A biopsy, the procedure of taking a sample of the suspected tissue for laboratory testing, represents the only definitive method to confirm a breast cancer diagnosis. The lab tests can identify the type and stage of cancer, informing the most appropriate treatment approach.
What are the risk factors associated with breast cancer?
While not a major risk factor, family history can play a part in being diagnosed with breast cancer. According to cancer.org, 5-10% of breast cancer is hereditary. Therefore, it is essential to be aware of your family history. Other factors that can put you at risk include:
- Not enough physical exercise
- Older age, as breast cancer is commonly diagnosed in women after the age of 50
- Consumption of alcohol
- Taking hormones
- Pregnancy history as well as menstrual history
- Low Vitamin D levels
What does treatment look like for breast cancer?
Treatment for any type of cancer is typically expensive and extensive. Additionally, treatment varies depending on the stage of cancer. Chemotherapy, radiation, and surgery are just a few examples of treatment for breast cancer. Many people think that chemotherapy and radiation therapy are the same, but there is a difference. The purpose of both treatments is to kill or shrink cancer cells. Chemotherapy uses oral and intravenous drugs to kill the cells, while radiation therapy uses radiation to disrupt DNA to stop cell division, which results in cell death.
Lumpectomy and mastectomy are the two surgeries used to treat breast cancer. During a lumpectomy, cancer tissue is removed from the breast. This procedure is also known as breast-conserving because only a portion of the breast is removed. A lumpectomy is typically done in the early stage of breast cancer and is followed by radiation therapy to reduce the chance of the cancer returning.
A mastectomy is performed when a patient can’t be treated with a lumpectomy, if the patient has a tumor larger than 5 centimeters, or to prevent the cancer from returning. It may also come down to the personal preference of the cancer patient. During a mastectomy, the entire breast is removed. Many women choose to get a mastectomy as a means of getting rid of the cancer as quickly as possible.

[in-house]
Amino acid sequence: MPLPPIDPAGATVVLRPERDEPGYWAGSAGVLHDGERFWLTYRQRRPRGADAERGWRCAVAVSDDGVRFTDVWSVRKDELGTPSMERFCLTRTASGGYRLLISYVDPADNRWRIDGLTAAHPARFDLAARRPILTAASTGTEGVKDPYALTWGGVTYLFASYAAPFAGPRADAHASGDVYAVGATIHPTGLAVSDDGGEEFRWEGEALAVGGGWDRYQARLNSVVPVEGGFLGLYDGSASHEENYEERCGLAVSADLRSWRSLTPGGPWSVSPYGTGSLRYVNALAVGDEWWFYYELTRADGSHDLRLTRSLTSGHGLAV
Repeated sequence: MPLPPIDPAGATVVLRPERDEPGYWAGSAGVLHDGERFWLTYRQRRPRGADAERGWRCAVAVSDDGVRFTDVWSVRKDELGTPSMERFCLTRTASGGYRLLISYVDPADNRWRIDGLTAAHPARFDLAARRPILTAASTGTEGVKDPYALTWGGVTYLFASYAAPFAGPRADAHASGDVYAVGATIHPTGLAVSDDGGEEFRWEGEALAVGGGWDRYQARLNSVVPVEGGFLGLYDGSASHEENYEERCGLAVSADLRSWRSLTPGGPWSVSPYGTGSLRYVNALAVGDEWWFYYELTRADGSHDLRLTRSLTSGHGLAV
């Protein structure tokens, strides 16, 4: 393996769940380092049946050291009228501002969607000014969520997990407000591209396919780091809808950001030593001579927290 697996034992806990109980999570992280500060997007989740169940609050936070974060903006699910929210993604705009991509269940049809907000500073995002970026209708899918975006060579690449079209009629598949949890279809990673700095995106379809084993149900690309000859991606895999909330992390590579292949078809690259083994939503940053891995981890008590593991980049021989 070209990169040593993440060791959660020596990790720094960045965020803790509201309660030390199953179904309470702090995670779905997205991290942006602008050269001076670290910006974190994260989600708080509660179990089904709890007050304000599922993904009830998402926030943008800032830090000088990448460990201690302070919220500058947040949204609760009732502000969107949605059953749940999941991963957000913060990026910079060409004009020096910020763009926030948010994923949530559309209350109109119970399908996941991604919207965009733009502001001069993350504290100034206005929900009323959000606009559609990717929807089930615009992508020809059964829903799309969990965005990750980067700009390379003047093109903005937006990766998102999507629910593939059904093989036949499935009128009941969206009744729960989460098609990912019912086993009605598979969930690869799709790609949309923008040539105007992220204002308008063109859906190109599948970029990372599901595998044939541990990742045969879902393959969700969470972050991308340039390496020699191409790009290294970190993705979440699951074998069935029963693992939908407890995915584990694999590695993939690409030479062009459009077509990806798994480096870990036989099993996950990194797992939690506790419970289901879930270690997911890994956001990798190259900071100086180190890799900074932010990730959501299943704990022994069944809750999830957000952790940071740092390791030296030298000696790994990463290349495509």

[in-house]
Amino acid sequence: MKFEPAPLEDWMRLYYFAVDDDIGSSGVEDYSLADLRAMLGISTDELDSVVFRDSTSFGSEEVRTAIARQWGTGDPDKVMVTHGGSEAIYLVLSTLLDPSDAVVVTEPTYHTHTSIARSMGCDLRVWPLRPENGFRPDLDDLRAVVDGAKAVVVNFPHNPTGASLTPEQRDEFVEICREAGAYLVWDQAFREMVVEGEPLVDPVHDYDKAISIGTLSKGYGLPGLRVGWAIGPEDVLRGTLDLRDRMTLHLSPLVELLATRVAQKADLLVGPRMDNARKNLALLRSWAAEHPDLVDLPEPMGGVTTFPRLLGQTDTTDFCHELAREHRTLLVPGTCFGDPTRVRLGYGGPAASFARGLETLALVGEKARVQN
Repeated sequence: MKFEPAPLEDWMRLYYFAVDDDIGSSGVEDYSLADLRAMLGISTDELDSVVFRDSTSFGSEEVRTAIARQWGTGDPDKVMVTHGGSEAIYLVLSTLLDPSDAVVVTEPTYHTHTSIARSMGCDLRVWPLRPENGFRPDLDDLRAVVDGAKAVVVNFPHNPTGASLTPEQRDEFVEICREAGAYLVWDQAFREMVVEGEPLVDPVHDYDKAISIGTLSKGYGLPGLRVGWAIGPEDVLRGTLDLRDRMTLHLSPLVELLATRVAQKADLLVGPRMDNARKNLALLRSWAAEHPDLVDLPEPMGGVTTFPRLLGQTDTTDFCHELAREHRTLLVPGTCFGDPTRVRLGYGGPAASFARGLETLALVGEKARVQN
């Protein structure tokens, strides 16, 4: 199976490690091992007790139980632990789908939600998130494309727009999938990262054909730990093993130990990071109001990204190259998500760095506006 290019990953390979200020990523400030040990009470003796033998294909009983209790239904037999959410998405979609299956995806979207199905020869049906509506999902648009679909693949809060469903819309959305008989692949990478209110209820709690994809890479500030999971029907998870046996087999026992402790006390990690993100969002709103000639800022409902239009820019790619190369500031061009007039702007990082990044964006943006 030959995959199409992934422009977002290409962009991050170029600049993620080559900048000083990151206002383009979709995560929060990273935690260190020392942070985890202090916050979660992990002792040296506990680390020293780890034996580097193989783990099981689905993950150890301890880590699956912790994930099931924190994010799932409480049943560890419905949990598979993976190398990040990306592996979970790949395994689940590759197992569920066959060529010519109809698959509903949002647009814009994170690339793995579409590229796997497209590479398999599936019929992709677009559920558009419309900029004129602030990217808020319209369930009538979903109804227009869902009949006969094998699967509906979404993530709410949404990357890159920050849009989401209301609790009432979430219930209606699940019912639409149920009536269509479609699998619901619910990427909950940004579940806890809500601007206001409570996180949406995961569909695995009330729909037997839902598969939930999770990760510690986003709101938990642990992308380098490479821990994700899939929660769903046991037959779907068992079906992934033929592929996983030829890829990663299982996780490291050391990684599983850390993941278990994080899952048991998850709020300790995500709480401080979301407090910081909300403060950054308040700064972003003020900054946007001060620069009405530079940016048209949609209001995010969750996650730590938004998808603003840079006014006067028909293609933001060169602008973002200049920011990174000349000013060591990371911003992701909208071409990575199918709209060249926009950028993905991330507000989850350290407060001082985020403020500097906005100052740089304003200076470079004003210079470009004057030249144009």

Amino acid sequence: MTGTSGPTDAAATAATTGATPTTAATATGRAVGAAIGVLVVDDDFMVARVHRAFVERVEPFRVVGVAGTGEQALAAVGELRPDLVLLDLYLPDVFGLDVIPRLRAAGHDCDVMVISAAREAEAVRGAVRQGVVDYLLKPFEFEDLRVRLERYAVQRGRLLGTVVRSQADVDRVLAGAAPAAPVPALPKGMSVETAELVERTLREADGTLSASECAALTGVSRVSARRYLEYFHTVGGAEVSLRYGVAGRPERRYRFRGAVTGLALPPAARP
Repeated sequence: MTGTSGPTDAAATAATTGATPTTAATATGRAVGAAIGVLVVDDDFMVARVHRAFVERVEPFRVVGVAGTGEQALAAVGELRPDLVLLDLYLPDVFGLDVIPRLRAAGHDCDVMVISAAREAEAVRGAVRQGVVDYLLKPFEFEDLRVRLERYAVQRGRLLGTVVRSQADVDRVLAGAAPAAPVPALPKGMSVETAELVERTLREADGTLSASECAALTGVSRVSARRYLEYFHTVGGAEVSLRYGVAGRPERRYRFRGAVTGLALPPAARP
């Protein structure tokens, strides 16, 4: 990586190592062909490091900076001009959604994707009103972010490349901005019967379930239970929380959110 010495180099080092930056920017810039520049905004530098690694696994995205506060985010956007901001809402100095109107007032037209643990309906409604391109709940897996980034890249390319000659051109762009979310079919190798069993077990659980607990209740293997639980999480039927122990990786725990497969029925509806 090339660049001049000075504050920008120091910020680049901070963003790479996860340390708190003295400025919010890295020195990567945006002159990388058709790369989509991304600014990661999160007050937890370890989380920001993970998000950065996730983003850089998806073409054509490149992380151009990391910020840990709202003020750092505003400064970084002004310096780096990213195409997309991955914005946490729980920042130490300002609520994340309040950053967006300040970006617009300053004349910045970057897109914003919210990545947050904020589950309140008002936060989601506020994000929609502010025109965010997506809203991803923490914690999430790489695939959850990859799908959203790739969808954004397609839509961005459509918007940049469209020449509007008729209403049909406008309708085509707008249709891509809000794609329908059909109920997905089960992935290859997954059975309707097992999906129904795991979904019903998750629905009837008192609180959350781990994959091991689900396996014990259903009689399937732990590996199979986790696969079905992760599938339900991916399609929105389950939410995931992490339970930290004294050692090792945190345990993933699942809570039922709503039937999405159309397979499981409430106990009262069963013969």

Prevention and early detection are key.
Early detection of breast cancer is crucial for improving the chances of successful treatment and survival. Thanks to advances in medical technology and awareness campaigns, women now have access to a variety of screening and diagnostic tools. It is essential for individuals to work closely with their healthcare providers to develop a personalized breast cancer detection plan tailored to their risk factors and medical history.
Regular screenings and self-exams, coupled with the latest medical technologies, are powerful weapons in the fight against breast cancer, ultimately saving lives and reducing the impact of this devastating disease.
Another useful action you can take is to enroll in cancer insurance. Upon a positive diagnosis of cancer, cancer insurance can help alleviate the financial stress that comes with having cancer such as funding your treatments, lodging, transportation, and much more. Note that you may not qualify for cancer insurance for 12 months if you have a pre-existing condition (such as cancer) when enrolling in the benefit, so it is imperative that you are proactive in enrolling in cancer insurance. Breast Cancer Awareness Month is a time to educate and support survivors and their families. Please join us in making October a month of hope, strength, and resilience for those affected by breast cancer.